Research Process

Guide to the research process.

Understanding the Type of Information Needed

Once you have determined the topic for your project, you will need to search for information. There are many types of information sources available for your research. The professor's guidelines and the topic of your research will determine the types of sources that are the most appropriate: books, journals, newspapers, dissertations, websites, and audio or video recordings.

Questions to Consider

  • What kinds of resources may help?
  • Is my topic a current issue, or do I need a historical perspective?
  • Will I need primary or secondary sources?
  • Can I use information gathered from websites, or do I need to use the library's research databases?

Types of Publications

Popular Trade Scholarly
  • Colorful covers
  • Glossy paper
  • Ads
  • Articles on current events
  • General interest
  • Short articles
  • Written by general staff
  • Reviewed by general editor
  • No bibliographies or footnotes
  • Usually called magazines
  • Glossy
  • Ads
  • Articles on industry trends
  • Short articles
  • Written for members of specific industry
  • Written by staff or experts in the field
  • Short or no bibliographies
  • Plain cover, plain paper
  • No ads
  • Primary research, theories, methodologies
  • Lengthy, in-depth articles
  • Written for researchers & professionals
  • Written by experts in the field & researchers
  • Peer reviewed by subject experts
  • Extensive bibliographies & references


Primary, Secondary, and Tertiary Sources

Source Type Examples
Primary: a first-person account by someone who experience or witnessed an event
  • First-person account of an event
  • First publication of a scientific study
  • Speech or lecture
  • Original artwork
  • Handwritten manuscript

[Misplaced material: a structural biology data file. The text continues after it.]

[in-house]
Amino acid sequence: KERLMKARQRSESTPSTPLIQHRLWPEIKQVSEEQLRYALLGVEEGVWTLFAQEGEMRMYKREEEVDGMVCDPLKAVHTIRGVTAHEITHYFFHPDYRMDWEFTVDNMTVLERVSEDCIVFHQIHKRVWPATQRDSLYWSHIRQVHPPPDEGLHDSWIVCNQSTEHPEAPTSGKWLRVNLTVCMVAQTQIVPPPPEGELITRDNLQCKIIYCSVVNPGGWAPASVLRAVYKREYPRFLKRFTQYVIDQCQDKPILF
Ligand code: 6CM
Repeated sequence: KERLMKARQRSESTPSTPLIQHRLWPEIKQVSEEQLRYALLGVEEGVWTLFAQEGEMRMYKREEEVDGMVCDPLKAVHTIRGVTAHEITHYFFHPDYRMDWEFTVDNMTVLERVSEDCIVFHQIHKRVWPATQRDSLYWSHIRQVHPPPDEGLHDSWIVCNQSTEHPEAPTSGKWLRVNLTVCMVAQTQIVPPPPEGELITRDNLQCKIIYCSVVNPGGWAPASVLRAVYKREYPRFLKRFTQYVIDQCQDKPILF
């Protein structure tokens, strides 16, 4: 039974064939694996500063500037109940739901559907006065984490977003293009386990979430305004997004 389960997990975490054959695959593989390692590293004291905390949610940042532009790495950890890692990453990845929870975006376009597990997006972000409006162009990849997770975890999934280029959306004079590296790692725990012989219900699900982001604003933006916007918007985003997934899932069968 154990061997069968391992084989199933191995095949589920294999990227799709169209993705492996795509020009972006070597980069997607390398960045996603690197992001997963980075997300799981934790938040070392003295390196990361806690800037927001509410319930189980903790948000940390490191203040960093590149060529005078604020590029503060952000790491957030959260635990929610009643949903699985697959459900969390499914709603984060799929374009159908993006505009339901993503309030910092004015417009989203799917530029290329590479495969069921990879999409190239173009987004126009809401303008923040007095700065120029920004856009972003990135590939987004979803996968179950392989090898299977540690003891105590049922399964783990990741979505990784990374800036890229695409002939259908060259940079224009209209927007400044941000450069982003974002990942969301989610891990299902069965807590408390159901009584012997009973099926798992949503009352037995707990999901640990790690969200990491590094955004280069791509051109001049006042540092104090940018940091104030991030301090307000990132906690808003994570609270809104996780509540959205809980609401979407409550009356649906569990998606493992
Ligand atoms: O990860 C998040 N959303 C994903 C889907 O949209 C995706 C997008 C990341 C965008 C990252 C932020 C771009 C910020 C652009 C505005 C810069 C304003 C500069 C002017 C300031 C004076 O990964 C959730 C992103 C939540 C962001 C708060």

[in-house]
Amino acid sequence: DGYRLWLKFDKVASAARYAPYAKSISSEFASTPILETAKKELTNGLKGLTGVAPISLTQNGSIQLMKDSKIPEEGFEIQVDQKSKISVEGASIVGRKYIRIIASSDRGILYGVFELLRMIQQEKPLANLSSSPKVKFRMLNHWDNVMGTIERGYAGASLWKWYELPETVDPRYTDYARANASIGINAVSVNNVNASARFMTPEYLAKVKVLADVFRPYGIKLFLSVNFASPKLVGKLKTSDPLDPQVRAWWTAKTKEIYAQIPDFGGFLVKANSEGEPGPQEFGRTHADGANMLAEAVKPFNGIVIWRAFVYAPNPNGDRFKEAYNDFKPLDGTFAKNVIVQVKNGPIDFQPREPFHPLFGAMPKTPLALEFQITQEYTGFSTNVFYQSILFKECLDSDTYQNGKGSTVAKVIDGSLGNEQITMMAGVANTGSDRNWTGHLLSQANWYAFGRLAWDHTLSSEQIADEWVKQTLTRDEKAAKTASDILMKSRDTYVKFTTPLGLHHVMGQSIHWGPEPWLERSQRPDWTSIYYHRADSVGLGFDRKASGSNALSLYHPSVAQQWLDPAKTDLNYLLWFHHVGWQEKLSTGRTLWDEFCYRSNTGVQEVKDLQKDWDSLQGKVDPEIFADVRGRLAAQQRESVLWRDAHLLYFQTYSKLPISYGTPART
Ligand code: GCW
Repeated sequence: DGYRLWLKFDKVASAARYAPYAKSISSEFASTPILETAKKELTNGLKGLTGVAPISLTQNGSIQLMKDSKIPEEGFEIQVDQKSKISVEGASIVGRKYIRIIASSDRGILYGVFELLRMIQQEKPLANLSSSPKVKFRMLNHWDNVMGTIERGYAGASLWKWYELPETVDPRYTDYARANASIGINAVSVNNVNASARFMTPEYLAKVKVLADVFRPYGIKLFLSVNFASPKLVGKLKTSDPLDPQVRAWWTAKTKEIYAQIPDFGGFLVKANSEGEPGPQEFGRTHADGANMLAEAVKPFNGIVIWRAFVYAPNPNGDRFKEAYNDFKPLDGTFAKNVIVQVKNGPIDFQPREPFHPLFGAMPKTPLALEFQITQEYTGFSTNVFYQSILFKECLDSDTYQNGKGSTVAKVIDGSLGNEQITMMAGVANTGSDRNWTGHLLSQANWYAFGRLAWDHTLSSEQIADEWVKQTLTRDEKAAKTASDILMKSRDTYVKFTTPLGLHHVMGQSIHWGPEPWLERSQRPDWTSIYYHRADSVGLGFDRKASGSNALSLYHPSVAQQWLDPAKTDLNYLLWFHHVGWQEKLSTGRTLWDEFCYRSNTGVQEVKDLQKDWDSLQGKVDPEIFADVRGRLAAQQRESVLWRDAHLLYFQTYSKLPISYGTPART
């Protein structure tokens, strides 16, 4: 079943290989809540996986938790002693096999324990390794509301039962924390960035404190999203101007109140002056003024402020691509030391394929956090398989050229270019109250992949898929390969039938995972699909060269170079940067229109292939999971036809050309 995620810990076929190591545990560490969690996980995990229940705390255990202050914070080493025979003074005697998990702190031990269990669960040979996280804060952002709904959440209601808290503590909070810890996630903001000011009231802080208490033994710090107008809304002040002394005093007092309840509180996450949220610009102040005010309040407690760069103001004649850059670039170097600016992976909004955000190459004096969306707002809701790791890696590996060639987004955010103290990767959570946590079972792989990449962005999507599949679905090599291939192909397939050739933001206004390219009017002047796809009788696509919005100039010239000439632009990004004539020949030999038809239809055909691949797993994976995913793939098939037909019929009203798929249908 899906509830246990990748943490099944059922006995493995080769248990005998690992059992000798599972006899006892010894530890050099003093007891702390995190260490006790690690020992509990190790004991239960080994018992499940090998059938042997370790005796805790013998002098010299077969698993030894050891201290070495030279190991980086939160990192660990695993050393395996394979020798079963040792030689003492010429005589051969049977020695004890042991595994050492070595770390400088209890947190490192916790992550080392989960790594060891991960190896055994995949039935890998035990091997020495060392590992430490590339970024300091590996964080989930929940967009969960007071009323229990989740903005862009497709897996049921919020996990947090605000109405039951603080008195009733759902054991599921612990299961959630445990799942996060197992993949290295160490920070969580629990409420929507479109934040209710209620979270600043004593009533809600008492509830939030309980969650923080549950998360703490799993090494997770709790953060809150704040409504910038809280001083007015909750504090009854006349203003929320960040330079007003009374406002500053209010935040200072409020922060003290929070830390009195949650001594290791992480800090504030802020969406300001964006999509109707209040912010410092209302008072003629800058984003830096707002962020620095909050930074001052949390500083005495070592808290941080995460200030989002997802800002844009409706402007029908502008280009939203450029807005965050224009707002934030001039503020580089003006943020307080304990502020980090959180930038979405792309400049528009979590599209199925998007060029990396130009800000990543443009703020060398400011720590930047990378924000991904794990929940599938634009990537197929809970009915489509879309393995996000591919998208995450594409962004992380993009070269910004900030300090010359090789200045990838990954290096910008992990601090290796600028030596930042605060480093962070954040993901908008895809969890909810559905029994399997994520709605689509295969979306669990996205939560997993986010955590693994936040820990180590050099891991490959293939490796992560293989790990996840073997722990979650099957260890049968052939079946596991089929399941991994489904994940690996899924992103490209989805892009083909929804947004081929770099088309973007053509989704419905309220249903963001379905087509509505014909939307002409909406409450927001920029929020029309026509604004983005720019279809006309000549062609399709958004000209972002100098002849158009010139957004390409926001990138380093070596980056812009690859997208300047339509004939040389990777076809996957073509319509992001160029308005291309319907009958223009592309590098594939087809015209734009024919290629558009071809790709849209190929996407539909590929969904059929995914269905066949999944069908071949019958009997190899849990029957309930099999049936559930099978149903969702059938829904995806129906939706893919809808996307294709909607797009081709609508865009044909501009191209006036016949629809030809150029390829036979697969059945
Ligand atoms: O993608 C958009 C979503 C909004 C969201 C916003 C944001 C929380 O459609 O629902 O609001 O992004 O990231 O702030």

• Letters
  • A diary
Secondary: a secondary source is one step removed from the original source. The author is reexamining, interpreting, and drawing conclusions based on the information that is conveyed in the primary source.
  • A newspaper reporting on a scientific study
  • Review of a music CD or an art show
  • Biography
Tertiary: a tertiary source is further removed from the primary source. It leads a researcher to a secondary source, rather than the primary source.
  • Bibliography
  • Index to articles
  • Library catalog


Source Types

Source Types  Purpose, Contents, & Examples   Books (Examples of books such as The Stone Wall Reader and What To Do When You’re New)  Lengthy discussions of topics. Books often take years to research, write, and then get published. Usually involves an editorial process of review but not for self-publishing.  Scholarly Journals (Examples of journals such as Research in African Literatures, Applied Mathematics, and Language in Society)  Written & reviewed by scholars or experts in the field. Can be challenging to read and understand for non-experts They often reveal trends or developments, & this could include in professions or careers.  Newspapers (Examples of newspapers such as The New York Times, The Guardian, and Journal-News)  Written by professional journalists. Purpose is to keep the public up to date on current events. Most newspapers follow a set of journalistic guidelines to report events  Magazines (Examples of magazines such as Rolling Stone, National Geographic, and The New Yorker)  Written for a general, educated audience rather than for professionals or scholars. Many cover current affairs and politics while other are more about entertainment and human interest.  Trade Journals (Examples of trade journals such as Harvard Business Review, Advertising Age, and American Libraries)  Written by an expert, a professional in the field, or staff writers and reviewed by an editor for style & content. (Not the same as peer-review) Different than scholarly articles because they report updates in a field, not always research  More Source Types  Media: Radio, TV, Videos, Podcasts  Media varies in purpose, content & reliability and should be evaluated!  Government Reports  As government agencies research current issues, they publish their findings and make them available to the public.  Conference Papers  These presentations are written by professionals in a field about a current topic & given at annual events.  Social Media  Social media posts also vary in purpose, content & reliability and should be evaluated!      Created by Jessica Kiebler, Pace University  This work is licensed under a Creative Commons Attribution-NonCommercial 4.0 International License.